Feasibility of Non-Proprietary Ultra-High Performance Concrete (UHPC) for Use in Highway Bridges in Montana
Ultra-high performance concrete (UHPC) has mechanical and durability properties that far exceed those of conventional concrete. However, using UHPC in conventional concrete applications has been cost prohibitive with its price about 20 times the cost of conventional concrete. The overall objective of the Phase I research was to develop and characterize economical non-proprietary UHPC mixes made with materials readily available in Montana. This objective was achieved by first identifying and obtaining suitable/economical materials to be used in UHPC. Specifically, the materials identified and used in this research were simply Type I/II Portland cement (from Trident, MT), class F fly ash (from North Dakota), fine masonry sand (from Billings, MT), silica fume, and high range water reducer. UHPC mixes were then developed/characterized/optimized using a statistical experimental design procedure (response surface methodology).
The research proposed will build on the non-proprietary UHPC research completed at MSU, and focus on ensuring the successful application of this material in bridge field-cast joints. Specifically, this research will investigate several items related to the field batching of these mixes, and the potential variability in performance related to differences in constituent materials. Further, rebar bond strength and the subsequent effect this has on development length will be investigated.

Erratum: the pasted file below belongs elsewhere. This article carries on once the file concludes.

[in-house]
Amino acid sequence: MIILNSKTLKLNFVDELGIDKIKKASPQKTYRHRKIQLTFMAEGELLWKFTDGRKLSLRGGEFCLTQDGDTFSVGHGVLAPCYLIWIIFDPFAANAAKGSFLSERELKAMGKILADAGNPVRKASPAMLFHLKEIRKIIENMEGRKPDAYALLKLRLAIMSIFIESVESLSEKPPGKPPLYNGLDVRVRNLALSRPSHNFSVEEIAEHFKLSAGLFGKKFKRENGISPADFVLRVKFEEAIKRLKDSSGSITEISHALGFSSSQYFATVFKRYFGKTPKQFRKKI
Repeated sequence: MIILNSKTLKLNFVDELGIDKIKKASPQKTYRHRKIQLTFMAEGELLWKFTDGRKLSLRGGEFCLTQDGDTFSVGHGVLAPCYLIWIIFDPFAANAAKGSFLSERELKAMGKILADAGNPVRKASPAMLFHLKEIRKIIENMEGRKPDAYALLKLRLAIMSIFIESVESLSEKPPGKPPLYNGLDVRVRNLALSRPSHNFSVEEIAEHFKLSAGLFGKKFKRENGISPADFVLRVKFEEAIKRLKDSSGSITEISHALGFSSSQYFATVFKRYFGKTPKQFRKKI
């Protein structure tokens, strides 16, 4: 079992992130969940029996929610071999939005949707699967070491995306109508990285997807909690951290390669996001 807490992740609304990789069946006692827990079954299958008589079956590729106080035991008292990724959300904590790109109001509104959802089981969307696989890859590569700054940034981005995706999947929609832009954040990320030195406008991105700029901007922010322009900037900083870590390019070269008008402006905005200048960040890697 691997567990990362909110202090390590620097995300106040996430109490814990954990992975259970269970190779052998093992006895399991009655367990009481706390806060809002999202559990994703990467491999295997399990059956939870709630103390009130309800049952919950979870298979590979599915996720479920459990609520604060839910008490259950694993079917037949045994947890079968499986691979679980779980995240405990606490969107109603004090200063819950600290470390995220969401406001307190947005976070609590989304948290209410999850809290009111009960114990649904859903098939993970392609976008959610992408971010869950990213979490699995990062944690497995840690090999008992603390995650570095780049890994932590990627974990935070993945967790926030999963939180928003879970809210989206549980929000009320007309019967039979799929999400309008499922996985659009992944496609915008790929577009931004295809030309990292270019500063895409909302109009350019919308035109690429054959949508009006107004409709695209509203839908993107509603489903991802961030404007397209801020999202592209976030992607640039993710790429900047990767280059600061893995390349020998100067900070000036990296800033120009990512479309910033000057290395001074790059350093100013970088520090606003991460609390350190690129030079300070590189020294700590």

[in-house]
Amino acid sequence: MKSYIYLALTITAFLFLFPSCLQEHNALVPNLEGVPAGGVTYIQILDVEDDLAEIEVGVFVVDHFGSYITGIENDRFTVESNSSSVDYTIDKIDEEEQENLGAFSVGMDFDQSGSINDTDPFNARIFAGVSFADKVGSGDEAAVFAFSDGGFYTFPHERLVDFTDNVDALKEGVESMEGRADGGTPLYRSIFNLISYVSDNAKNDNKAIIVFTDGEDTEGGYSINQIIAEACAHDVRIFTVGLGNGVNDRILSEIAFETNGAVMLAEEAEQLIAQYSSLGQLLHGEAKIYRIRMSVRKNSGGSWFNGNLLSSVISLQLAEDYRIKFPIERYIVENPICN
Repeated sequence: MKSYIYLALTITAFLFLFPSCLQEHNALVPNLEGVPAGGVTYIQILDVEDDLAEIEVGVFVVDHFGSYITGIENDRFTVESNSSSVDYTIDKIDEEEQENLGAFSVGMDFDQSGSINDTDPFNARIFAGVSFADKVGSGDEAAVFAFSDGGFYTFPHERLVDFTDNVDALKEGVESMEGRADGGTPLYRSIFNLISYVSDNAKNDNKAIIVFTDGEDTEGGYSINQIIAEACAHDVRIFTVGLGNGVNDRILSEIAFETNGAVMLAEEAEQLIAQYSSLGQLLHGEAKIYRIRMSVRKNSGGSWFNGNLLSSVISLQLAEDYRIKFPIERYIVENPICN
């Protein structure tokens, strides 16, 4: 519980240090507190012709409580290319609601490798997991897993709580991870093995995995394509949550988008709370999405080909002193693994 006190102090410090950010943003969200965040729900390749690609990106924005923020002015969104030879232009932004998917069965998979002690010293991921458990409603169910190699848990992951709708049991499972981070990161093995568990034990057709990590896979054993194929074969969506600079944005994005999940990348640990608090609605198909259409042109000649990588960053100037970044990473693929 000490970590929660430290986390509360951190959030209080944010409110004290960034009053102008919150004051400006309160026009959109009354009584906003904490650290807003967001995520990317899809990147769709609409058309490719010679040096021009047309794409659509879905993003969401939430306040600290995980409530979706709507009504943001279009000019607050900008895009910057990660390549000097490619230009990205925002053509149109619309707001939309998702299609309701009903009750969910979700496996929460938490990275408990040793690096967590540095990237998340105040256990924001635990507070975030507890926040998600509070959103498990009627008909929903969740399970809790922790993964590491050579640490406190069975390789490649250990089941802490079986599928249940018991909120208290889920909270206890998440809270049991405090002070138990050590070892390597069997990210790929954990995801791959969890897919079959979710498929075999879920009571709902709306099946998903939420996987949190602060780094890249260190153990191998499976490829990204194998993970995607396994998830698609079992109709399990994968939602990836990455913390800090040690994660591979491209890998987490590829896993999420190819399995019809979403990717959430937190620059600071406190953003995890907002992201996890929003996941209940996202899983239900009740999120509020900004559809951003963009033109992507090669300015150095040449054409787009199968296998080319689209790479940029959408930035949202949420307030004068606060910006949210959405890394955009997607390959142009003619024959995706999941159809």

Ultra-high performance concrete (UHPC) has mechanical and durability properties that far exceed those of conventional concrete. However, using UHPC in conventional concrete applications has been cost prohibitive, with commercially available/proprietary mixes costing approximately 30 times more than conventional concrete. Previous research conducted at Montana State University (MSU) has focused on the development and evaluation of non-proprietary UHPC mixes made with materials readily available in Montana. These mixes are significantly less expensive than commercially available UHPC mixes, thus opening the door for their use in construction projects in the state. The focus of the proposed project is on taking this material beyond the laboratory, and successfully use it on a bridge project in Montana, specifically for field cast joints. This project is a required step to fully understand and capitalize on the benefits of using UHPC for this application and increase the performance, durability, and efficiency of Montana bridges.
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